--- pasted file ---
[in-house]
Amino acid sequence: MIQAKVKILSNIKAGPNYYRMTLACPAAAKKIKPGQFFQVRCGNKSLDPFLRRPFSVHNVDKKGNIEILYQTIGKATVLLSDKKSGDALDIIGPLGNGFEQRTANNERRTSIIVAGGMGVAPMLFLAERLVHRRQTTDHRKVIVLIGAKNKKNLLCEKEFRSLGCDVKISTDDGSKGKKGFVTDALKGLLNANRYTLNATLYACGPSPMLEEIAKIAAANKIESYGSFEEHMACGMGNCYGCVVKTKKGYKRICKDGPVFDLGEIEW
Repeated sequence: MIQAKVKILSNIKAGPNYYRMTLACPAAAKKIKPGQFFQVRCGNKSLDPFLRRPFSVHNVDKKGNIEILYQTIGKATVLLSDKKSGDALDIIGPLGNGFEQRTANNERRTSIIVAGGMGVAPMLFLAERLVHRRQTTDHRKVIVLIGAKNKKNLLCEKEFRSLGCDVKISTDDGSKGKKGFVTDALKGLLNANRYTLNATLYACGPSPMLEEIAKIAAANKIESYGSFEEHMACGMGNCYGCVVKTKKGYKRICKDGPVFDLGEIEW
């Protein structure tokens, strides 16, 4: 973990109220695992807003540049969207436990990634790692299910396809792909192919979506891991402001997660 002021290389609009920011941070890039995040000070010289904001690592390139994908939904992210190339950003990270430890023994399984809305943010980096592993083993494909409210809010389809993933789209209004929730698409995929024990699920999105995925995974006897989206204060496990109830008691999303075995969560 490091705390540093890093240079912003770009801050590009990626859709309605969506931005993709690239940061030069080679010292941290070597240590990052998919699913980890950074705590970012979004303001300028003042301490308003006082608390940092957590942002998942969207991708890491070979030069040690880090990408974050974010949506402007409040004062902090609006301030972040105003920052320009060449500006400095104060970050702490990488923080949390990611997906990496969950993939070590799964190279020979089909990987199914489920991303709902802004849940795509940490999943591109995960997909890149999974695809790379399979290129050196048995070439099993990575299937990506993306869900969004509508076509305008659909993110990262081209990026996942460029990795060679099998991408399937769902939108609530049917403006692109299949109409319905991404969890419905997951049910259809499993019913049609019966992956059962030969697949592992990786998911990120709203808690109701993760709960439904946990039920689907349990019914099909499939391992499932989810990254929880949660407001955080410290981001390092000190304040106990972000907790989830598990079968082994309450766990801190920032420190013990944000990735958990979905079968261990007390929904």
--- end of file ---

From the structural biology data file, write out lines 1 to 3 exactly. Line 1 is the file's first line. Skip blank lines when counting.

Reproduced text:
[in-house]
Amino acid sequence: MIQAKVKILSNIKAGPNYYRMTLACPAAAKKIKPGQFFQVRCGNKSLDPFLRRPFSVHNVDKKGNIEILYQTIGKATVLLSDKKSGDALDIIGPLGNGFEQRTANNERRTSIIVAGGMGVAPMLFLAERLVHRRQTTDHRKVIVLIGAKNKKNLLCEKEFRSLGCDVKISTDDGSKGKKGFVTDALKGLLNANRYTLNATLYACGPSPMLEEIAKIAAANKIESYGSFEEHMACGMGNCYGCVVKTKKGYKRICKDGPVFDLGEIEW
Repeated sequence: MIQAKVKILSNIKAGPNYYRMTLACPAAAKKIKPGQFFQVRCGNKSLDPFLRRPFSVHNVDKKGNIEILYQTIGKATVLLSDKKSGDALDIIGPLGNGFEQRTANNERRTSIIVAGGMGVAPMLFLAERLVHRRQTTDHRKVIVLIGAKNKKNLLCEKEFRSLGCDVKISTDDGSKGKKGFVTDALKGLLNANRYTLNATLYACGPSPMLEEIAKIAAANKIESYGSFEEHMACGMGNCYGCVVKTKKGYKRICKDGPVFDLGEIEW